Film Review – Suncoast
There are a lot of heavy themes running all throughout Suncoast (2024). Many of them can be politically triggering, involving the never-ending debate between pro-life vs. pro-choice, religion, and the ethics of death. Plenty of people have strong feelings about these topics, no matter what side of the fence they stand. But the film’s biggest shortcoming is that it plays things right down the middle. By choosing to be apolitical, it ends up not having very much to say about anything. It’s ok to have differing viewpoints – sharing ideas in constructive ways can help others possibly see the world in a new light. That is not what happens here. It refuses to be confrontational, and thus becomes forgettable.
Which is too bad, because writer/director Laura Chinn includes a ton of earnestness to her narrative. There’s a lot of good elements, mostly centered upon the coming-of-age story of her protagonist, Doris (Nico Parker). Doris is a high school teen living in Florida with her overbearing mother, Kristine (Laura Linney). Why is her mom so uptight? Because Doris’ brother Max (Cree Kawa) is in a vegetative state and does not have much time left to live. He is moved into a hospice facility, where they are to wait for the inevitable to occur. But apart from standing watch over her brother and shouldering the verbal abuse from her mother, Doris is also a young person wanting to do young people things. She forms a connection with a group of classmates, all of whom want to party and get into trouble. Doris gets pulled between two extremes: Being present for her brother and building the friendships she just made.
On a macro scale, much of Suncoast follows the familiar beats of the coming-of-age story. A person learning what it means to be independent while anchored by the naiveite of youth are the main ingredients of the genre. However, Chinn adds several tangential threads that don’t mesh well with the main story. The inclusion of the Terri Schiavo case – a real life legal battle over the ethics of life-prolonging care – didn’t fit with Doris’ story. The lingering presence of Schiavo introduces us to Paul (Woody Harrelson), a pro-life activist who strikes up a friendship with Doris. Although Harrelson is a veteran actor who can pull off both comedic and dramatic roles, he is saddled with a character that isn’t logical. Not only is the notion of a middle-aged man hanging out with a teenager seem weird, but the fact that the two so openly talk about themselves as though they’ve been lifelong friends doesn’t sit right.
A major weakness of Suncoast is in the character development. While Nico Parker delivers an authentic, realistic portrait of a young woman stuck between two worlds, everyone around her acts like a caricature. The circle of friends she joins – including Brittany (Ella Anderson), Laci (Daniella Taylor), Megan (Ariel Martin), and Nate (Amarr) – are all constructed as one-dimensional types. They are all shallow, rowdy, and horny, with very little to offer. Now before you say it: Yes, many people their age have this mindset. I’ve known plenty of people who looked, sounded, and acted like that (Hell, I may have been one of them). But they are stark contrasts to Doris intellectually and emotionally. Doris is made out to be smart and thoughtful, even when exhibiting a rebellious nature. Her newfound “friends” don’t operate in the same gear. One of her key interactions is with Nate, whose biggest offering is describing his pet parrot. There’s not much explanation as to why Doris would want to hang out with these people in the first place.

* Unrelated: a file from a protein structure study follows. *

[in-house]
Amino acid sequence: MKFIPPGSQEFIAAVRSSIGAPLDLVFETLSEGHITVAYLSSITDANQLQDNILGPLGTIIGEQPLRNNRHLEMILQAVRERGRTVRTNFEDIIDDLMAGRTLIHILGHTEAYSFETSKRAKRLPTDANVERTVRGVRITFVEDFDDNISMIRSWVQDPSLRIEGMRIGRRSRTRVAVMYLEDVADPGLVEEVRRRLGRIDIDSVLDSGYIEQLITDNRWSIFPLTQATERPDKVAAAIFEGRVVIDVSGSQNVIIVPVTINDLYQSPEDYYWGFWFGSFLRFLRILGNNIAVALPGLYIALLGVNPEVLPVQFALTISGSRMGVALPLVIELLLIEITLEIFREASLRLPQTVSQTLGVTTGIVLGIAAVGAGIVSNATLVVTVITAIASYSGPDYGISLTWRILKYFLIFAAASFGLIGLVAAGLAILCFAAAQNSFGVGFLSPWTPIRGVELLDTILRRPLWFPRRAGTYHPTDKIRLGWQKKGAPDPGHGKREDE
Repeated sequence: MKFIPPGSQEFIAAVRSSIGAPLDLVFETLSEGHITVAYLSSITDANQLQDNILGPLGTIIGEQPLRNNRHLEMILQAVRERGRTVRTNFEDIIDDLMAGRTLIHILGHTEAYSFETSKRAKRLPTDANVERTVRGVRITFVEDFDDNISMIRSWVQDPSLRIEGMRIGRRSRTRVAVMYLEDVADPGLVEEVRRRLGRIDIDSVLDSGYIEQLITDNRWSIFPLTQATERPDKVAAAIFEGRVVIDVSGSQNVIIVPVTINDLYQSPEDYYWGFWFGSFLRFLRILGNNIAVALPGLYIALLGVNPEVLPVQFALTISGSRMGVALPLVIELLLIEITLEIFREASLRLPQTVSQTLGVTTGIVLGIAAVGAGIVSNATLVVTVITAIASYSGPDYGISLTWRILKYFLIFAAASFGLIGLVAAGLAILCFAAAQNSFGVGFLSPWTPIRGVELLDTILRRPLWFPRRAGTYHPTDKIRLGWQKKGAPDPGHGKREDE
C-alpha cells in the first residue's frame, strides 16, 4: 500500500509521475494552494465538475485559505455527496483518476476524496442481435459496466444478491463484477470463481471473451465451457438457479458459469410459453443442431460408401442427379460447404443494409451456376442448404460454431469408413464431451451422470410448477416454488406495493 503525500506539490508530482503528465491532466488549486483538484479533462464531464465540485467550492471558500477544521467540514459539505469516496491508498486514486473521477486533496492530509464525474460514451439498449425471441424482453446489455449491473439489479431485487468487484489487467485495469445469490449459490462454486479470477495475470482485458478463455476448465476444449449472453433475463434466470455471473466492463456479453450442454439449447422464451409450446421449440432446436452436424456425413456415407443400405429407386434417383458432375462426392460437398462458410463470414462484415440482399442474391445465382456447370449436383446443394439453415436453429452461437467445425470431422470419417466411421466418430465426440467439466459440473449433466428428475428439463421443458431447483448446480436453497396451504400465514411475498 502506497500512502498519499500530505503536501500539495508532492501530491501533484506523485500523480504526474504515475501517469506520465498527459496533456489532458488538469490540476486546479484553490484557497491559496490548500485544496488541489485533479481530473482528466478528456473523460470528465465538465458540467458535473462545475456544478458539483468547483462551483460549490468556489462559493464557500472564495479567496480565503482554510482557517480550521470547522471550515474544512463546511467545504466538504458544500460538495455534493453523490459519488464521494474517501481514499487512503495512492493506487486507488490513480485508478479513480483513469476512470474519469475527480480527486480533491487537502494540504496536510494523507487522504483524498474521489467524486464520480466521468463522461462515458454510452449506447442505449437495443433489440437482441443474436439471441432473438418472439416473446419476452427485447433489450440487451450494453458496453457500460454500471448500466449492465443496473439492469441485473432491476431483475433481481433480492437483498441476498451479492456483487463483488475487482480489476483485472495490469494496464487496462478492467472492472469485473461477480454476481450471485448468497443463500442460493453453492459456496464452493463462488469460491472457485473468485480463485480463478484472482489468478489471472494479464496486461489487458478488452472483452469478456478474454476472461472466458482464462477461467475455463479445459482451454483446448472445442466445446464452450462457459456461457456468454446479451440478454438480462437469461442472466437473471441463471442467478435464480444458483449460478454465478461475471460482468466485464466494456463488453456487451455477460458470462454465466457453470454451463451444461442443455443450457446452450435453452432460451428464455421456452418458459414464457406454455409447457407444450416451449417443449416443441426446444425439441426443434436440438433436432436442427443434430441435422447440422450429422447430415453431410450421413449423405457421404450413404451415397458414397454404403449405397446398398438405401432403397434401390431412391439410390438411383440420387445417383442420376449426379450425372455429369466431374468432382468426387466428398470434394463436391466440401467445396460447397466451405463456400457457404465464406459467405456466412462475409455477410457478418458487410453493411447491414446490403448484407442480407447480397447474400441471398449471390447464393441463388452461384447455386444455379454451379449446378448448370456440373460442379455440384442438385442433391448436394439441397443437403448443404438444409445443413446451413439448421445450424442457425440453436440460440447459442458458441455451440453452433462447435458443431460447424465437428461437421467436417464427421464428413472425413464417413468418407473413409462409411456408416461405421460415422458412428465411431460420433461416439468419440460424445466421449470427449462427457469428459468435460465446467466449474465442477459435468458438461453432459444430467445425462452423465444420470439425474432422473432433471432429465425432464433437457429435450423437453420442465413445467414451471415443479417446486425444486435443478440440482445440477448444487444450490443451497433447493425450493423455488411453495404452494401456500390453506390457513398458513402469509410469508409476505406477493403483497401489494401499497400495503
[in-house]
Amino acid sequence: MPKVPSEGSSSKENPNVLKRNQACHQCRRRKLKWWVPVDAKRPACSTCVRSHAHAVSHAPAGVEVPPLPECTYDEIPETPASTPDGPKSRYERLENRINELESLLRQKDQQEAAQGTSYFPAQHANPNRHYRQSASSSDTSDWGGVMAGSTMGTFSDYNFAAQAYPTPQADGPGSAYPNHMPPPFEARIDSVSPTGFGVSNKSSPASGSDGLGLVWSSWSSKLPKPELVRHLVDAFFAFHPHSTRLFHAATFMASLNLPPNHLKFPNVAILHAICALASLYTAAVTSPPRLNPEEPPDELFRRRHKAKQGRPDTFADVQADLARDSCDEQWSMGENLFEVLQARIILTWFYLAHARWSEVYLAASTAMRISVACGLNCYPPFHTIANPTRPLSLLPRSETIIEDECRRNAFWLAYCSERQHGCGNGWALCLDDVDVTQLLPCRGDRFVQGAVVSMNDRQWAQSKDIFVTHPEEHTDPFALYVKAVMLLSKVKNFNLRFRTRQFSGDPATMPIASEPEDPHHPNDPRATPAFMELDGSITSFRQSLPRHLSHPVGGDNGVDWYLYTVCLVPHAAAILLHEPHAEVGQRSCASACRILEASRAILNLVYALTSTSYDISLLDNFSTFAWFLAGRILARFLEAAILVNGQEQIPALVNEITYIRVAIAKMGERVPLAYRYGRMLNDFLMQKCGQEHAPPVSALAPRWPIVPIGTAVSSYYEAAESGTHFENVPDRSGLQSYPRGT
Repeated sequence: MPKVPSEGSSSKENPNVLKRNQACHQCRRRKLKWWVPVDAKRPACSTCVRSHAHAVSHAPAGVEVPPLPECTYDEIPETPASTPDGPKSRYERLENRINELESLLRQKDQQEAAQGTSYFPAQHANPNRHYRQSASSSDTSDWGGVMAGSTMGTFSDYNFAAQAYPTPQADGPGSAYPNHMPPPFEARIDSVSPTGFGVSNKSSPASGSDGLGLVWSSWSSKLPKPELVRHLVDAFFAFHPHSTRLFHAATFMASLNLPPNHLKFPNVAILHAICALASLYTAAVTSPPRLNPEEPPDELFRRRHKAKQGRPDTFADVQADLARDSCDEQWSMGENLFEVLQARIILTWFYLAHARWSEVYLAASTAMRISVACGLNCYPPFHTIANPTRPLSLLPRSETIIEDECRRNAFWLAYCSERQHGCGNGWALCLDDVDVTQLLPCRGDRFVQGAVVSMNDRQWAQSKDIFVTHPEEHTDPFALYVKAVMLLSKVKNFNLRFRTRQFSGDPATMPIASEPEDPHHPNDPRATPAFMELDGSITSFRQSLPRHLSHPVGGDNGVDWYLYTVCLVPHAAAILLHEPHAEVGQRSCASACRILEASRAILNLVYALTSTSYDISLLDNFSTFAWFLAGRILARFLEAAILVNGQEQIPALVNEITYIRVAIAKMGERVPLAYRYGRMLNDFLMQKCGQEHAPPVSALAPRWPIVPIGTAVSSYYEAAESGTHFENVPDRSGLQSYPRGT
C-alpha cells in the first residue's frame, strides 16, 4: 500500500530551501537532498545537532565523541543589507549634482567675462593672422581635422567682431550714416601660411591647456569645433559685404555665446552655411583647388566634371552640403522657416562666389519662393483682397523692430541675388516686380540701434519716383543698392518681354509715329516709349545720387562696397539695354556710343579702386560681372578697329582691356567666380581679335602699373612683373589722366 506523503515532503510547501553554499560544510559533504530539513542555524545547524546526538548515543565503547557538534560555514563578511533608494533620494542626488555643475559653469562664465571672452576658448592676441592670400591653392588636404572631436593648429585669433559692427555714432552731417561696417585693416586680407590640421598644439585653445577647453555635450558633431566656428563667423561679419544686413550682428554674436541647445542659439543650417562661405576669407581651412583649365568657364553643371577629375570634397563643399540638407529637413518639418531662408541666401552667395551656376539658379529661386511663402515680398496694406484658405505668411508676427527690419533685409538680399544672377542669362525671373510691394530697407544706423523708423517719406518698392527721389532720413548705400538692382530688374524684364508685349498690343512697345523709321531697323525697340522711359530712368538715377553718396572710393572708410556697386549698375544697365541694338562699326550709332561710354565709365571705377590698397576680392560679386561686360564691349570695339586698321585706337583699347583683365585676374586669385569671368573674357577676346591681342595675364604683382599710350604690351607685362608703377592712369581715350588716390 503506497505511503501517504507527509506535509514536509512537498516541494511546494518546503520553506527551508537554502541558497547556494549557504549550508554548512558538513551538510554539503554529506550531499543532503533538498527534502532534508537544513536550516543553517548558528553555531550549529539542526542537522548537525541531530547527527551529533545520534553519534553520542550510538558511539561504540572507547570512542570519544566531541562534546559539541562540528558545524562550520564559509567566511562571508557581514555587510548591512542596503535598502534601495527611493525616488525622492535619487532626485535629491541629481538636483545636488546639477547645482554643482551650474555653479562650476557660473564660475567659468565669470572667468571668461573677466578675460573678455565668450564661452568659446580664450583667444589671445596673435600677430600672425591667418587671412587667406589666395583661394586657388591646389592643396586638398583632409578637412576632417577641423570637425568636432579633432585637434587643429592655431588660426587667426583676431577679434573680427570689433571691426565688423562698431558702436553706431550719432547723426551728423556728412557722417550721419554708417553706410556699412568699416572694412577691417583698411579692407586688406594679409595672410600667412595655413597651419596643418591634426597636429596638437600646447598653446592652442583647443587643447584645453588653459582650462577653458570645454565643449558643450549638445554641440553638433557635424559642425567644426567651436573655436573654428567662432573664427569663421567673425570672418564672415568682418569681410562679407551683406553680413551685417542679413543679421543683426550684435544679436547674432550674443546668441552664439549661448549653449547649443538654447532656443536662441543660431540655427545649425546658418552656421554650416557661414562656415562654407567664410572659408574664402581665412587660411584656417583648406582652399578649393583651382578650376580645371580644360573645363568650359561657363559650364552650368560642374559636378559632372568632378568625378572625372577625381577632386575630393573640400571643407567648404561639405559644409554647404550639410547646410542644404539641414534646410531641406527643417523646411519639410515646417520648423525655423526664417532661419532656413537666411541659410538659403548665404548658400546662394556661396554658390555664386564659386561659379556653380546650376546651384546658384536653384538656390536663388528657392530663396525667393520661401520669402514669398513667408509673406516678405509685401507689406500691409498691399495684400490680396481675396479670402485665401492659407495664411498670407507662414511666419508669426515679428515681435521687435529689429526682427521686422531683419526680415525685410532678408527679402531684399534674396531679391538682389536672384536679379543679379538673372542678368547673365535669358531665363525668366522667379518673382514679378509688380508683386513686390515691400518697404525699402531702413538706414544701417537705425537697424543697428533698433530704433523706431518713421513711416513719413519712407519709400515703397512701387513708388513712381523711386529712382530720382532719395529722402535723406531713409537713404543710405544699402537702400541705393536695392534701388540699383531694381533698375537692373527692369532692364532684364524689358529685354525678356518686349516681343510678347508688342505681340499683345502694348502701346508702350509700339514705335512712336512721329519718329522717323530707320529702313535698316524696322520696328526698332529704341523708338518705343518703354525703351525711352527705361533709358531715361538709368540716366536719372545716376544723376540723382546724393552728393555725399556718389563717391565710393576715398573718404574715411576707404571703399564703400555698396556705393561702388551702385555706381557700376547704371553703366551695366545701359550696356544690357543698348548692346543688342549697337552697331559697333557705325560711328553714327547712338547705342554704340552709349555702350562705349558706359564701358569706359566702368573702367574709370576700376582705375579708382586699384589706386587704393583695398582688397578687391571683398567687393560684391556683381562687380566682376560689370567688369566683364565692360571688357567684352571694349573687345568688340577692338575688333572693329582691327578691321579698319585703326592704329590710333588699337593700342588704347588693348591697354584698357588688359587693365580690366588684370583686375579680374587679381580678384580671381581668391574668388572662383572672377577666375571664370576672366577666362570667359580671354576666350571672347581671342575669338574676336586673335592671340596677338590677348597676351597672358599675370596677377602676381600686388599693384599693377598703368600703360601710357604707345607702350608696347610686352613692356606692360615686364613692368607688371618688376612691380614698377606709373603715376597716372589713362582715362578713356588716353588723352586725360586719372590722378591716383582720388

When it comes to stories about life and death, it’s obvious that characters would go through a rollercoaster of emotions. But Doris’ mother is an example of this taken too far. Laura Linney is a fine actor, but she is either miscast or written/directed to exist in one state of being: cruel. Kristine is so abusive, so manipulating, and so over the top that I never believed her as a fully formed person. She constantly lays guilt on Doris, hovers over her every move, demeans her at every opportunity, etc. When Doris asks to take a break from her brother, Kristine attacks her with a barrage of passive-aggressiveness. Chinn tries to balance this by highlighting how much of a connection Kristine has with her dying son. The stress of seeing her child wither away while still maintaining a job is meant to explain why she is temperamental. But it goes too far. In a revealing moment, one of the facility’s counselors asks Kristine how many children she has, to which she mentally slips up and answers “one.” It’s nearly impossible to connect with someone so nasty to their own family.
Visually, the film is captured with a straightforward, unobtrusive style. Bruce Francis Cole’s cinematography provides a bright and colorful aesthetic, indicative of the sunny and humid Florida environments. Actors are photographed usually in mid-shot, or your basic over the shoulder angle during conversations. There are moments where the camerawork and editing make its presence known. When Doris first introduces herself to her classmates, the frame shifts into a wide shot with all of them looking towards the camera, immediately amplifying her sense of isolation. In a bit of slapstick comedy, there is a running gag where Kristine’s truck refuses to close from the back, no matter how hard she tries to shut it. Despite being a miniscule annoyance, it does provide a minor relief from all the drama taking place.
There’s a good film somewhere inside of Suncoast. I’m sure Laura Chinn’s heart was in the right place, and I have no doubt that much of what we witness came from real life. But the final product does not gel cohesively – the pieces work separately rather than as one.